Chickpea vs annual ryegrass – shaking off the handicap

Written by: Cindy Benjamin

Chickpeas are short and annual ryegrass takes advantage!

At 5-foot-2, Jonte Hall is pretty short by everyday standards, let alone by Harlem Globetrotter standards. Nicknamed ‘Too Tall’, recently-retired guard Jonte is the smallest player to wear the Globetrotter’s jersey since the team was founded in 1926.

Globetrotter veteran Herbert ‘Flight Time’ Lang, a more conventional-sized 6-foot-3 forward, is quoted as saying: “Too Tall is proof that if you stay focused, act positive and take advantage of opportunities, good things can happen.”1

So, how can chickpea play to its strengths and take advantage of opportunities to compete against annual ryegrass – and win?

Basketball player, but #notjontyhall

Building a playbook

Researchers Gulshan Mahajan (QAAFI, UQ), Kerry McKenzie (PulseAg Consulting) and Bhagirath S. Chauhan (QAAFI, UQ) looked for ways to give chickpea a competitive advantage against annual ryegrass. Does the answer lie in narrower rows, less-erect chickpea architecture or early weed control?

And the answer is… all of the above! This two-season study compared chickpea yield and ryegrass biomass and seed production in the following treatments:

  • Crop row spacing – 25 cm and 75 cm
  • Chickpea cultivar – PBA Seamer and PBA HatTrick
  • Weed infestation – occurring at planting, three weeks after planting, six weeks after planting and weed-free throughout

The results were pretty conclusive: PBA Seamer that is sown at 25 cm and kept weed-free for at least the first three weeks after planting, is a winning combination.

Offensive 1 – Reduce ryegrass biomass and seed spikes

Narrowing row spacing alone suppressed annual ryegrass biomass by 16%, even in crops where there was weed infestation throughout the crop growing period, compared to wide-sown crops. This effect was even more pronounced with a 52% reduction in weed biomass when weeds were introduced three weeks after planting. With reduced biomass came a reduced number of spikes (26% and 48% reduction).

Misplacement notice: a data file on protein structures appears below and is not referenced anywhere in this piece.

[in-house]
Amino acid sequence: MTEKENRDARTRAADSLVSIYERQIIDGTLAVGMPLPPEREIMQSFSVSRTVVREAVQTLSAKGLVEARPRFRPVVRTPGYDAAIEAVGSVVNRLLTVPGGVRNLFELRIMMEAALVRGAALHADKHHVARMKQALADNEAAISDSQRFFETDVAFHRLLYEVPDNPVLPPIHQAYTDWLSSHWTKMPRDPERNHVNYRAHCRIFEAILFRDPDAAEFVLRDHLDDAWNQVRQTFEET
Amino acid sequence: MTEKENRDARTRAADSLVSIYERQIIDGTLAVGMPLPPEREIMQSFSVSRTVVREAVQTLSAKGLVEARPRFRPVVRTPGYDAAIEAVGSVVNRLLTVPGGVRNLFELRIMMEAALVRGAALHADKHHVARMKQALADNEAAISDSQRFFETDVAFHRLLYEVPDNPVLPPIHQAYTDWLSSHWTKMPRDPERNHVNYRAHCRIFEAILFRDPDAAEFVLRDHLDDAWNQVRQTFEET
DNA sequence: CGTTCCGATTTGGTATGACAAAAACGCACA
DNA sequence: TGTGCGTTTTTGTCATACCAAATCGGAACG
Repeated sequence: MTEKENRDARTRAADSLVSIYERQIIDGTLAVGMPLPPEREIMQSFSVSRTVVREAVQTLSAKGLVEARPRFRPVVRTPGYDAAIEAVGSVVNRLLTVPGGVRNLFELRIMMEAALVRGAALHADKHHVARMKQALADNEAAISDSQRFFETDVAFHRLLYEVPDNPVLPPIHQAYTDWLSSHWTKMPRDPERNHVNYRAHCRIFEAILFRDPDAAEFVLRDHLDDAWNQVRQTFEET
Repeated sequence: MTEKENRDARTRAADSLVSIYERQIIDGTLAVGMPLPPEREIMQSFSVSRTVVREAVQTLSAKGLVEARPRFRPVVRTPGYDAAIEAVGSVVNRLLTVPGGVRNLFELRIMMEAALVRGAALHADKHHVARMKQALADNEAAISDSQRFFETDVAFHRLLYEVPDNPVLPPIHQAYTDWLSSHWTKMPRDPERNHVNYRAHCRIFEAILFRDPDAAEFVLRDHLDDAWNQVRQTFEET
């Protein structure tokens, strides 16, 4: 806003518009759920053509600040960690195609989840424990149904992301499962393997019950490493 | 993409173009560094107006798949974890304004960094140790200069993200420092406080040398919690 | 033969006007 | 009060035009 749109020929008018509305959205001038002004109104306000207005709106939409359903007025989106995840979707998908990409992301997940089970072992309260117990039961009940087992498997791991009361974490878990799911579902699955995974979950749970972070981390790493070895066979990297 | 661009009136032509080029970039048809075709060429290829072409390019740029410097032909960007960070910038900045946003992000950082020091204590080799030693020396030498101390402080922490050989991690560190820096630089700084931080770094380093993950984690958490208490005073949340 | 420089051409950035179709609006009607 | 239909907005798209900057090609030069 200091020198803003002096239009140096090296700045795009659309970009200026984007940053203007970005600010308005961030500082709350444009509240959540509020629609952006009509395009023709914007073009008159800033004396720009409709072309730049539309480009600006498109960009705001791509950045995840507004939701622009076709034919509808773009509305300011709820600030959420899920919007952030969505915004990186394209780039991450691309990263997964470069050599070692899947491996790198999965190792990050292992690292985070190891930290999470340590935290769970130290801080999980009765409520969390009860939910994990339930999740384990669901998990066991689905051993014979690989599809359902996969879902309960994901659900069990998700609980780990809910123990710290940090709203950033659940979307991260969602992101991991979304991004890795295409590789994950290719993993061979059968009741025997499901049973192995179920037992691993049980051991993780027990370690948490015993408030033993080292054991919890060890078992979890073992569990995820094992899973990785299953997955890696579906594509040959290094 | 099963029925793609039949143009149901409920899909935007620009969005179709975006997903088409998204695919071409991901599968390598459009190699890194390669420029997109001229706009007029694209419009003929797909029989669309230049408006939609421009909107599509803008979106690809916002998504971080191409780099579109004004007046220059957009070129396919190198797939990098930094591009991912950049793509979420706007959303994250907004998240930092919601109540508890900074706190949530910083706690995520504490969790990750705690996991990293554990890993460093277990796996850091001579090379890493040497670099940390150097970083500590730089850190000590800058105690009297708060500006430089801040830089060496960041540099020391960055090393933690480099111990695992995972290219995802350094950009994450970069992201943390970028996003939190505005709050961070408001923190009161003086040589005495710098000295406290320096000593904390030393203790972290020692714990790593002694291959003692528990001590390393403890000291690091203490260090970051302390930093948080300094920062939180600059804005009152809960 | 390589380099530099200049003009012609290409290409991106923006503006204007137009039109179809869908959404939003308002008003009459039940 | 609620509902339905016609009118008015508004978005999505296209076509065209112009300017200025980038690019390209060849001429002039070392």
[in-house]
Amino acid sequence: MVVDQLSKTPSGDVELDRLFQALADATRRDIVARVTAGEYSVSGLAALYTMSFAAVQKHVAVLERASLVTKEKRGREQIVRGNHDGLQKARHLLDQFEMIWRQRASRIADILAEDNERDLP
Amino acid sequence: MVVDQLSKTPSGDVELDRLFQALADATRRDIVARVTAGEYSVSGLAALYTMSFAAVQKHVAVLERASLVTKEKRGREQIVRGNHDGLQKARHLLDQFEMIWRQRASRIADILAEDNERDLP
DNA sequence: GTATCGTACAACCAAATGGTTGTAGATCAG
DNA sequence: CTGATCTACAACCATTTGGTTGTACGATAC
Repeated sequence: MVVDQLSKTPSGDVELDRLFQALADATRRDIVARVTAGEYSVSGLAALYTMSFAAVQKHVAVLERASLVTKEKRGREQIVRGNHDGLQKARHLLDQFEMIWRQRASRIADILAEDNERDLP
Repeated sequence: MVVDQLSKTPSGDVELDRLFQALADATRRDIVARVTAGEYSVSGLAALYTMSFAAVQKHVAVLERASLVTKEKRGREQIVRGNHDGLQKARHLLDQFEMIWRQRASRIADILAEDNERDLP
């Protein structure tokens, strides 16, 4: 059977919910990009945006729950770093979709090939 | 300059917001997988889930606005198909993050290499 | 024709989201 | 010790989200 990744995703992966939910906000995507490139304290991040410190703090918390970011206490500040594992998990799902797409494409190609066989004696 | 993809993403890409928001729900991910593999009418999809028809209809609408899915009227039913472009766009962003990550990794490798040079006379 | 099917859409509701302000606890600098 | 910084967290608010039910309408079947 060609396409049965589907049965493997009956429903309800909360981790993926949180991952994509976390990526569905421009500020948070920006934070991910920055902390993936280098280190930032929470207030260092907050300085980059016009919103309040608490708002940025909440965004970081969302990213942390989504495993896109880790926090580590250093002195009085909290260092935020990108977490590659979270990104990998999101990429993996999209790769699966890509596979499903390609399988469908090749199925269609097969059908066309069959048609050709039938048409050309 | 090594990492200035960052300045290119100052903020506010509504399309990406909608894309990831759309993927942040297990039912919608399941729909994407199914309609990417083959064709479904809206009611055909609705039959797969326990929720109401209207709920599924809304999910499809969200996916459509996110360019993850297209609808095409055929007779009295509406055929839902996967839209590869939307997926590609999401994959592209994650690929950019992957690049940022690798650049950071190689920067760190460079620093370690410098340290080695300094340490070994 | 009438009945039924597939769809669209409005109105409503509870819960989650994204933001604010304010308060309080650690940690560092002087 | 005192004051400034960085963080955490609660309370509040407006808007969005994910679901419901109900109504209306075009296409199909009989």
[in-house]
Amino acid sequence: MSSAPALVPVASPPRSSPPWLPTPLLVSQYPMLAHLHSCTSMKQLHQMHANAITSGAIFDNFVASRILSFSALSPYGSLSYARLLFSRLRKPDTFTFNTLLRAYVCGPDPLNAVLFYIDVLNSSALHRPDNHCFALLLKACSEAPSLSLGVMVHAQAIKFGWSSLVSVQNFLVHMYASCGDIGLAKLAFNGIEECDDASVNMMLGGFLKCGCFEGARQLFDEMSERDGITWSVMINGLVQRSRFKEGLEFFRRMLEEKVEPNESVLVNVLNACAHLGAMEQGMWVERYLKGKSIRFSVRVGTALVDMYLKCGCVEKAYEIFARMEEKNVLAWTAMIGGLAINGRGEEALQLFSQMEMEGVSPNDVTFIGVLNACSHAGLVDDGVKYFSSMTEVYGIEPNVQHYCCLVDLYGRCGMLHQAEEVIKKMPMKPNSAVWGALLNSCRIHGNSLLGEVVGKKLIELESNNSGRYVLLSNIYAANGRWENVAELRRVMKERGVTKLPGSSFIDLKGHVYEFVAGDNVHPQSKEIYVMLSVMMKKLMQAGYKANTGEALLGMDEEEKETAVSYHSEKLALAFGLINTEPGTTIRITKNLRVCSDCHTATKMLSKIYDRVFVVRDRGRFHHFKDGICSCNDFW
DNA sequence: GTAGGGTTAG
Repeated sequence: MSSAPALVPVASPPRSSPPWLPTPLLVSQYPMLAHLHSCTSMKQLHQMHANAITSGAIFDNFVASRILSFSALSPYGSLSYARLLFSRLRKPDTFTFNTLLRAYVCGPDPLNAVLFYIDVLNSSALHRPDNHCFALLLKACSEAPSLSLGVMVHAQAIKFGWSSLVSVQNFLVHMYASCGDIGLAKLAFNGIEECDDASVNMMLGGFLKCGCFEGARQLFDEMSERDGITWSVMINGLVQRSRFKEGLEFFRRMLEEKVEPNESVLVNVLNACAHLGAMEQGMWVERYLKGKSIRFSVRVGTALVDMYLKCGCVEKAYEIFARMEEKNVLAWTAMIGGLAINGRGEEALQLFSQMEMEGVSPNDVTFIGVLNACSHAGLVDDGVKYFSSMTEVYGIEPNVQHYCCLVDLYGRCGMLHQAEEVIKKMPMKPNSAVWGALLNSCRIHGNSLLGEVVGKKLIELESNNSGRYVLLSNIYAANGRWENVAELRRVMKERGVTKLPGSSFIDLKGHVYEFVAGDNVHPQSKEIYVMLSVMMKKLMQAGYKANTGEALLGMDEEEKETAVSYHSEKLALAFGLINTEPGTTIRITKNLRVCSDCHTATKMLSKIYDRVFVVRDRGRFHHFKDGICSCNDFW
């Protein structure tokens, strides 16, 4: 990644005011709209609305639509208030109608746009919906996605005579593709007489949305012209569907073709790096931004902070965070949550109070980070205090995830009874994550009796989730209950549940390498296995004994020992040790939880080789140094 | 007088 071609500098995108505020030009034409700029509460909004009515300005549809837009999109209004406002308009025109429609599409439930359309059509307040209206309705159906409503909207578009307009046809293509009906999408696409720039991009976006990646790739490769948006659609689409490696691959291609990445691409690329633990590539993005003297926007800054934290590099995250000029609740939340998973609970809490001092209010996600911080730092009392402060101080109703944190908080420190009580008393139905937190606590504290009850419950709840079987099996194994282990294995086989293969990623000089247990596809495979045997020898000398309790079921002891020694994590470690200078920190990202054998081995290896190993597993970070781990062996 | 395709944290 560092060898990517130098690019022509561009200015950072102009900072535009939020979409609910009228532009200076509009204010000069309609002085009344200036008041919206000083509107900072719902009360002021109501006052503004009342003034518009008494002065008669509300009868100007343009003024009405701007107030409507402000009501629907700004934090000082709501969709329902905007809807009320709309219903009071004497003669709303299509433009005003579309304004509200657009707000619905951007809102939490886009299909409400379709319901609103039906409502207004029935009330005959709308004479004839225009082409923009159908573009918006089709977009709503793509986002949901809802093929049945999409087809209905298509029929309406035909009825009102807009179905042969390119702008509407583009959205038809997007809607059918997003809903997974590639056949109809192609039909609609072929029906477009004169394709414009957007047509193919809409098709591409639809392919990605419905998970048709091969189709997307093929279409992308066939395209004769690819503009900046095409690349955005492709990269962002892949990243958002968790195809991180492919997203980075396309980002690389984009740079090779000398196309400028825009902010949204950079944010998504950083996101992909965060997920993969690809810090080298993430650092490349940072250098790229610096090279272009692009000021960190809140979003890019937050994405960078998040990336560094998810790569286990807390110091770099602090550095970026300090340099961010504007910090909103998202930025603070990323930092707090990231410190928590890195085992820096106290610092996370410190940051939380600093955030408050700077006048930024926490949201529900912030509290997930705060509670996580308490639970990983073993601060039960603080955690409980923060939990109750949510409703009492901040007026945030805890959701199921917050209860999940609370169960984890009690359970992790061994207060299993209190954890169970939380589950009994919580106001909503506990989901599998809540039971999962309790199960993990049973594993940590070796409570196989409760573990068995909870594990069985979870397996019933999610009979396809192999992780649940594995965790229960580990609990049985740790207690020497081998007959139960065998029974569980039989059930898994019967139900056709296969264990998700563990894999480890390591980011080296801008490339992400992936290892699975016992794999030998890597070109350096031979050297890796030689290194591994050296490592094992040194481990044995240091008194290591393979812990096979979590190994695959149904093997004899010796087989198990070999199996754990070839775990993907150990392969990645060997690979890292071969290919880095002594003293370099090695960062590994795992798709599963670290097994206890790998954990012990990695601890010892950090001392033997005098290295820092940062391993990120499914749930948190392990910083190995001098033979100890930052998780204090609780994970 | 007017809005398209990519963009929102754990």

Plant architecture had less of an effect, with PBA Seamer being more effective than PBA HatTrick in suppressing ryegrass growth, but only when the two cultivars were exposed to season-long weed infestation.

Chickpeas can obviously hold their own against annual ryegrass that emerges late in the crop season.

Offensive 2 – Maximise chickpea yield

Individually, row spacing, cultivar and the ryegrass infestation period can all influence chickpea grain yield.

Averaged across both cultivars and all weed infestation periods, narrower rows (25 cm) increased yield by 20% compared to wider rows (75 cm). Researchers suggest this is due to a combination of less light reaching the soil (and more light being intercepted by the crop) and less ‘spare’ moisture and nutrients for weeds to exploit in the narrow row configuration where the crop plants are more evenly spaced.

Early canopy closure in the narrow row spacing is thought to reduce later emergence of annual ryegrass in situations where weed infestation occurs at planting or after three weeks from planting.

Annual ryegrass that emerges 6 weeks after planting or later does not impact on chickpea yield, regardless of the row spacing.

Long-term desi chickpea yield data indicates that PBA Seamer has only a 1 to 4 per cent yield advantage over PBA HatTrick when grown in a weed-free trial environment.2